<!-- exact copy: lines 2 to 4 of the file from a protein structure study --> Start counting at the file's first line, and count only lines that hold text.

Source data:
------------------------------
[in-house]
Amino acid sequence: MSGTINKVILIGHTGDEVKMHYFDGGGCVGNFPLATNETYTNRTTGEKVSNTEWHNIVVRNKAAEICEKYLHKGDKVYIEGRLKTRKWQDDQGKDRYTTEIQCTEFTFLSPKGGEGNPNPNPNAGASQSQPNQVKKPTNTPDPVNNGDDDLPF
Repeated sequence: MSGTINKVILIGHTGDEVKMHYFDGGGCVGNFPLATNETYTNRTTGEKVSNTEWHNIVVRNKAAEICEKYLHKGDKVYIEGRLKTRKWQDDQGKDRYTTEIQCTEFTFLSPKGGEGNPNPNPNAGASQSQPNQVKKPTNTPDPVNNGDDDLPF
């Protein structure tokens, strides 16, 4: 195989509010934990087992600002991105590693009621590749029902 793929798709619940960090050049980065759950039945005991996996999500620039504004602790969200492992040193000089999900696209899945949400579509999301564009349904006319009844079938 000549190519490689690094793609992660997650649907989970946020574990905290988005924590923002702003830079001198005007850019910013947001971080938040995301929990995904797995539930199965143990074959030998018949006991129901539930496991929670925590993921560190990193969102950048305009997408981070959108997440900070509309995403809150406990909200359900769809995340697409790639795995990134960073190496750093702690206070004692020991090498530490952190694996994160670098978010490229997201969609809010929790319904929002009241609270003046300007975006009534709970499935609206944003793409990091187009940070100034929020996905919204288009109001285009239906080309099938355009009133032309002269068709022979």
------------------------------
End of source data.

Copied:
Amino acid sequence: MSGTINKVILIGHTGDEVKMHYFDGGGCVGNFPLATNETYTNRTTGEKVSNTEWHNIVVRNKAAEICEKYLHKGDKVYIEGRLKTRKWQDDQGKDRYTTEIQCTEFTFLSPKGGEGNPNPNPNAGASQSQPNQVKKPTNTPDPVNNGDDDLPF
Repeated sequence: MSGTINKVILIGHTGDEVKMHYFDGGGCVGNFPLATNETYTNRTTGEKVSNTEWHNIVVRNKAAEICEKYLHKGDKVYIEGRLKTRKWQDDQGKDRYTTEIQCTEFTFLSPKGGEGNPNPNPNAGASQSQPNQVKKPTNTPDPVNNGDDDLPF
């Protein structure tokens, strides 16, 4: 195989509010934990087992600002991105590693009621590749029902 793929798709619940960090050049980065759950039945005991996996999500620039504004602790969200492992040193000089999900696209899945949400579509999301564009349904006319009844079938 000549190519490689690094793609992660997650649907989970946020574990905290988005924590923002702003830079001198005007850019910013947001971080938040995301929990995904797995539930199965143990074959030998018949006991129901539930496991929670925590993921560190990193969102950048305009997408981070959108997440900070509309995403809150406990909200359900769809995340697409790639795995990134960073190496750093702690206070004692020991090498530490952190694996994160670098978010490229997201969609809010929790319904929002009241609270003046300007975006009534709970499935609206944003793409990091187009940070100034929020996905919204288009109001285009239906080309099938355009009133032309002269068709022979």